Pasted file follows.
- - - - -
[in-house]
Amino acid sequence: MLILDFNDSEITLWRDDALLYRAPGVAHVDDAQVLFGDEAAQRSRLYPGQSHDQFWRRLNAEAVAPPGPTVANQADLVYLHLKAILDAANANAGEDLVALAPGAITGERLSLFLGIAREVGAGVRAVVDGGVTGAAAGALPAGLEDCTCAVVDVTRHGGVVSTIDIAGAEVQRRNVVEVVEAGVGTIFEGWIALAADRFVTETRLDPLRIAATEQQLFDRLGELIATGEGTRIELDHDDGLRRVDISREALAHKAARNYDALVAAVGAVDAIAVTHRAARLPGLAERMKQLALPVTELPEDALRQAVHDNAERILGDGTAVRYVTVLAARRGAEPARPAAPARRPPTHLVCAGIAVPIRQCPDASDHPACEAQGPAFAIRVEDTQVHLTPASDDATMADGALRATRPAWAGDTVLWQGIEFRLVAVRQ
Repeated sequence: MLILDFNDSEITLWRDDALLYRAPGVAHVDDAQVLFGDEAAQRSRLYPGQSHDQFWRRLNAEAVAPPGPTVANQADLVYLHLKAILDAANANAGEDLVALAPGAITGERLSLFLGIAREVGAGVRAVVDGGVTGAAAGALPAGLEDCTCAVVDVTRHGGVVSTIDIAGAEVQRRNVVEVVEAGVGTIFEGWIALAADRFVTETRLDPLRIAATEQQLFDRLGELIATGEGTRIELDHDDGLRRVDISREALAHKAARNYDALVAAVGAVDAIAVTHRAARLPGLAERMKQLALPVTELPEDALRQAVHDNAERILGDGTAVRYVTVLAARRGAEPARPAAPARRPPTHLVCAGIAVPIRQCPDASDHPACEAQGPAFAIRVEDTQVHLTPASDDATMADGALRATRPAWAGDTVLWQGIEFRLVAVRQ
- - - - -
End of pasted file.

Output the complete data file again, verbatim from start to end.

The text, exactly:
[in-house]
Amino acid sequence: MLILDFNDSEITLWRDDALLYRAPGVAHVDDAQVLFGDEAAQRSRLYPGQSHDQFWRRLNAEAVAPPGPTVANQADLVYLHLKAILDAANANAGEDLVALAPGAITGERLSLFLGIAREVGAGVRAVVDGGVTGAAAGALPAGLEDCTCAVVDVTRHGGVVSTIDIAGAEVQRRNVVEVVEAGVGTIFEGWIALAADRFVTETRLDPLRIAATEQQLFDRLGELIATGEGTRIELDHDDGLRRVDISREALAHKAARNYDALVAAVGAVDAIAVTHRAARLPGLAERMKQLALPVTELPEDALRQAVHDNAERILGDGTAVRYVTVLAARRGAEPARPAAPARRPPTHLVCAGIAVPIRQCPDASDHPACEAQGPAFAIRVEDTQVHLTPASDDATMADGALRATRPAWAGDTVLWQGIEFRLVAVRQ
Repeated sequence: MLILDFNDSEITLWRDDALLYRAPGVAHVDDAQVLFGDEAAQRSRLYPGQSHDQFWRRLNAEAVAPPGPTVANQADLVYLHLKAILDAANANAGEDLVALAPGAITGERLSLFLGIAREVGAGVRAVVDGGVTGAAAGALPAGLEDCTCAVVDVTRHGGVVSTIDIAGAEVQRRNVVEVVEAGVGTIFEGWIALAADRFVTETRLDPLRIAATEQQLFDRLGELIATGEGTRIELDHDDGLRRVDISREALAHKAARNYDALVAAVGAVDAIAVTHRAARLPGLAERMKQLALPVTELPEDALRQAVHDNAERILGDGTAVRYVTVLAARRGAEPARPAAPARRPPTHLVCAGIAVPIRQCPDASDHPACEAQGPAFAIRVEDTQVHLTPASDDATMADGALRATRPAWAGDTVLWQGIEFRLVAVRQ